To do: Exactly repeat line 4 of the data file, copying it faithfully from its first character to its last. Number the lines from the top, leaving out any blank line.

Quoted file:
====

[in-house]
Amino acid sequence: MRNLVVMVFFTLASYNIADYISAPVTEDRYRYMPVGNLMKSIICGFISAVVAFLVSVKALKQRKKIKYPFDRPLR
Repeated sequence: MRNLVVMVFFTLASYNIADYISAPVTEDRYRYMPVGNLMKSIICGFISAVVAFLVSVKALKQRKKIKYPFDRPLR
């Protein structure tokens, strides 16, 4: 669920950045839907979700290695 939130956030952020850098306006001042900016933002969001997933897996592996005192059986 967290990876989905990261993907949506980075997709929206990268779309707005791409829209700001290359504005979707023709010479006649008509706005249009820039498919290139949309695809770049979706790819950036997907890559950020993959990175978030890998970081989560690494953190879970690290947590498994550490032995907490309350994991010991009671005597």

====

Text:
């Protein structure tokens, strides 16, 4: 669920950045839907979700290695 939130956030952020850098306006001042900016933002969001997933897996592996005192059986 967290990876989905990261993907949506980075997709929206990268779309707005791409829209700001290359504005979707023709010479006649008509706005249009820039498919290139949309695809770049979706790819950036997907890559950020993959990175978030890998970081989560690494953190879970690290947590498994550490032995907490309350994991010991009671005597």